Latter-day Saint Video Vault celebrates decades of uplifting, funny, weird, and sometimes cringe-worthy Mormon-related videos, most of which are now found on YouTube. Join Jared Jones every other Friday as he breaks down one of these classics.

School is out. Summer is here. Even in the Northeast I have finally been able to break out the flip flops and shorts. Although my family’s pale skin often limits our beach time, no sunblock is needed to view the gem of the south pacific, Johnny Lingo. This year marks the 50th anniversary of the self-esteem building classic. I say “self-esteem classic” as the film’s subtitle is “Building Self Worth in Others.” Background information in this column came from Douglas Johnson who served as a production designer on the film. I used his website as well as his brief memoir “Remembering Johnny Lingo.”

 

Doug Johnson with Francine Aiken (makeup and script supervisor) and Tuione Polutu (set construction).

Johnny Lingo was based on a short story by Patricia McGerr that was originally published in Women’s Day magazine. The story circulated throughout the church as Reed Bradford, a member of the church’s Sunday School board, used it in training sessions at quarterly stake conferences. Because of the story’s popularity, the LDS Motion Picture Studio was assigned to make the film. Doug Johnson personally felt the hand of the Lord in making the film as film locations, casting, and budgets worked out in spite of significant constraints.

The audience for the movie grew beyond its original intent. Many long-time members I spoke to (if they grew up in the West) remembered seeing it in public school health class. It is a perennial favorite with many. In one mission area I admit that we borrowed the meetinghouse library TV/DVD combo for companionship movie night (after planning was done of course) and enjoyed Johnny Lingo. I also have friends who did not grow up with this film and found it a bit “cringy” when they saw it as an adult for the first time. I hope to take a look at this dichotomy as we explore this classic.

The film is set in the South Seas in the early 1800s. It opens with the approach of shrewd trader Johnny Lingo. The island is abuzz with his arrival. Tulo, a local who works in Mr. Harris’ general store, tells Mr. Harris it’s not just any visit. Johnny is here to bargain for a wife. Everyone is shocked…SHOCKED he wants Moki’s daughter Mahana. Tulo says she has a face like a stone and only believes Johnny is interested in her because he thinks he can get a deal. From the reaction of the village’s female residents we are to believe that Johnny is the star of The Batchelor: South Seas Edition. Much to their chagrin his mind is made up. He will be bargaining for Mahana.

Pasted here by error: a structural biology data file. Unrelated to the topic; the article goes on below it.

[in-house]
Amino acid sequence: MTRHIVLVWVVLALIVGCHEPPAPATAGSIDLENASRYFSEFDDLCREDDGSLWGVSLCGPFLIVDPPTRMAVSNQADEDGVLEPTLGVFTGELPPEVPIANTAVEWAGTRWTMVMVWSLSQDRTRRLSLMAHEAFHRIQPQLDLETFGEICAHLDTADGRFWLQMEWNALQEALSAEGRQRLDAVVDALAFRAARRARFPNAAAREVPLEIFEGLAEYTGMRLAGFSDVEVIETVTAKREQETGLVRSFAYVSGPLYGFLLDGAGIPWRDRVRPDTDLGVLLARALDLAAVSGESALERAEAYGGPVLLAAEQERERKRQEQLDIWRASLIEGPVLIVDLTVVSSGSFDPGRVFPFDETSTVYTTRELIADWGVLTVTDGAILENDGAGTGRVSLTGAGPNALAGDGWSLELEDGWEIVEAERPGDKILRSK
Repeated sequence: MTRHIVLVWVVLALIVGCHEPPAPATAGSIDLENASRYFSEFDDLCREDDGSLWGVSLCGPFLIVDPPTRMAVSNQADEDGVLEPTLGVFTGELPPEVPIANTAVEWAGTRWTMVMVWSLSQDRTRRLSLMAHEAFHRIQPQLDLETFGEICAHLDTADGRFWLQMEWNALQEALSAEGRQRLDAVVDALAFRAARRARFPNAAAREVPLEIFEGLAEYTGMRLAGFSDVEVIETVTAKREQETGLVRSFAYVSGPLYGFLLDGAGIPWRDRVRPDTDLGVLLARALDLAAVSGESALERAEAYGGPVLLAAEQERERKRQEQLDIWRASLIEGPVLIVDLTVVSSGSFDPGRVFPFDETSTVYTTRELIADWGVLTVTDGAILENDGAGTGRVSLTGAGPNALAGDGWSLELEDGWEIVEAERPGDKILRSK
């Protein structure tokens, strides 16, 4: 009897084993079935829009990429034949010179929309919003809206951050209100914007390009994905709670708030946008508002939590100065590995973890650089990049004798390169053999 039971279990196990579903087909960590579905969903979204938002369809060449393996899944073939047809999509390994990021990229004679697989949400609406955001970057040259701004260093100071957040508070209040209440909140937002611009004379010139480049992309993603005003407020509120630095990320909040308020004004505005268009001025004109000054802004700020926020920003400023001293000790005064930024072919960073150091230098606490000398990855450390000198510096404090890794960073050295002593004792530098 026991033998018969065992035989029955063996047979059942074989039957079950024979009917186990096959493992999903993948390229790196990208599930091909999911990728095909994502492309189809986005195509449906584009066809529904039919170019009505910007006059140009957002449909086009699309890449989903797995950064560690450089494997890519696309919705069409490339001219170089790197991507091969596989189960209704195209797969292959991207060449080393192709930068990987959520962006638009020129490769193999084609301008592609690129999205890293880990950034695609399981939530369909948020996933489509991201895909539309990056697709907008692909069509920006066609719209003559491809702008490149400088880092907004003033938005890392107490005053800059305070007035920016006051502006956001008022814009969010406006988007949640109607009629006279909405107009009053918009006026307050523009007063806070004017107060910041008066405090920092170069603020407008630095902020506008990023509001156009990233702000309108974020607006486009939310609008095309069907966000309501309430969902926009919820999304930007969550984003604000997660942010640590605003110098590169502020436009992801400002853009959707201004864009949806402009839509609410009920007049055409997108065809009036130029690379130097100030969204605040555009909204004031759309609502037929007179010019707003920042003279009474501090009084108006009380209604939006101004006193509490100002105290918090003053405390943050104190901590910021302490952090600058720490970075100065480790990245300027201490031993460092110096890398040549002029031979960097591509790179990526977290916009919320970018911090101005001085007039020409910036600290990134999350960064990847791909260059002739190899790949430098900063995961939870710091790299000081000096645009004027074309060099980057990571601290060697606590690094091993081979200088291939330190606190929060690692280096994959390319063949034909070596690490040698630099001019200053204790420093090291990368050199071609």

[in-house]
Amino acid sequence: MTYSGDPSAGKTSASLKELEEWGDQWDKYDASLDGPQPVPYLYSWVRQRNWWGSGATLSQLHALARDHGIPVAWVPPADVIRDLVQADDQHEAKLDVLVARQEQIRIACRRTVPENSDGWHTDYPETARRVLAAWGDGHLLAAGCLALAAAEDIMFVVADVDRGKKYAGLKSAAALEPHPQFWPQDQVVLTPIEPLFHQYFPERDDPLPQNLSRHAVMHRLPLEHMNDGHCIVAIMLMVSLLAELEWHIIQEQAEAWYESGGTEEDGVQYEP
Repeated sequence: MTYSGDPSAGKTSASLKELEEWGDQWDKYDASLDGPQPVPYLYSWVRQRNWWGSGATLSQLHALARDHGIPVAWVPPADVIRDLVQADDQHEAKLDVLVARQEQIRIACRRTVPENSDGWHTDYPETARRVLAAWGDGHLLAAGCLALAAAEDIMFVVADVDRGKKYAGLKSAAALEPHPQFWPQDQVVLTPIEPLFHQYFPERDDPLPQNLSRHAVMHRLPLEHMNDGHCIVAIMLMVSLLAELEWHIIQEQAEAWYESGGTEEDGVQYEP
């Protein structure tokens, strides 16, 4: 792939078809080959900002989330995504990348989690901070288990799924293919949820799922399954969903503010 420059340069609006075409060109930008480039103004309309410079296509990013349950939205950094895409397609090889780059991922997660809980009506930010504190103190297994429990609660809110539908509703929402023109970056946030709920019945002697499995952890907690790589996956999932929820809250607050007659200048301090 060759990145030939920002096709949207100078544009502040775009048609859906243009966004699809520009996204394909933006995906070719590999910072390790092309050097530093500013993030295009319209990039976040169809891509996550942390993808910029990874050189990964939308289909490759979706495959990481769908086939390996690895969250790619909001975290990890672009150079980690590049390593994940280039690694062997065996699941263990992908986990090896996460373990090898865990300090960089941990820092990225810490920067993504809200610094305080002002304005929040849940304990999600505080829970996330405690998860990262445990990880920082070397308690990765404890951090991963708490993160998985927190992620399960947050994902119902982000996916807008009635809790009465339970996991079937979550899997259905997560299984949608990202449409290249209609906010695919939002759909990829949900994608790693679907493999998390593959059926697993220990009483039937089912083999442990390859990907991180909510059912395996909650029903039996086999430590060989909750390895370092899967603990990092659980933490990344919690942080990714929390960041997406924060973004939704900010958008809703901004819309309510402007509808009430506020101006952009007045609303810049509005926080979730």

We cut to Moki talking to his counselor as they try to get Mahana to come to the hut for the bargain. She is reluctant to appear. Moki berates his daughter, threatens physical violence and says she is as bullish as she is ugly. He can’t wait to be rid of her and blames his own wife. “This is what I get for getting a 2 cow wife.” For the uninitiated, this is how wives are secured in this society. There is a meeting to bargain and a father asks for a certain number of cows as compensation for losing his daughter. The suitor counters until a bargain is reached. Moki’s motivational tactics fail to pull Mahana from the shadowy woods (what a surprise), and Moki’s counselor tries flattery. She is now the envy of all because Johnny wants her.  No dice.

When Johnny arrives at the bargaining Moki’s counselor (that’s how the character is listed in the credits) lies and says she is busy working for her father and can’t be at the bargaining. Villagers speculate how many cows (no more than ONE. No Maybe TWO!) Mahana is worth and brag about how many cows they were each worth.

Moki and Johnny sit and Moki nervously asks for 3 cows—laughter erupts from the entire village. Once the laughter subsides, Johnny says “Three cows is many, but not enough for Mahana. I will pay 8 cows for Mahana.” They agree on delivery and timing for the marriage feast and part ways.

Johnny stops by the store and offers Mr. Harris a rare shell in exchange for an ornate mirror for Mahana. Mr. Harris asks about Johnny’s price for Mahana. He simply replies that the entire island will know that Johnny Lingo paid 8 cows for Mahana. Mr. Harris concludes that Johnny is neither crazy nor blind. He is simply vain.

The next morning Mahana is not convinced that Johnny will come. She hides in the hut and is sure the entire bargaining was a plot to mock her ugliness. Moki is wary too. Who would pay anything for someone as awful as Mahana? Eventually The cows emerge from the jungle and the deal is sealed. Johnny gently calls for Mahana and extends his hand.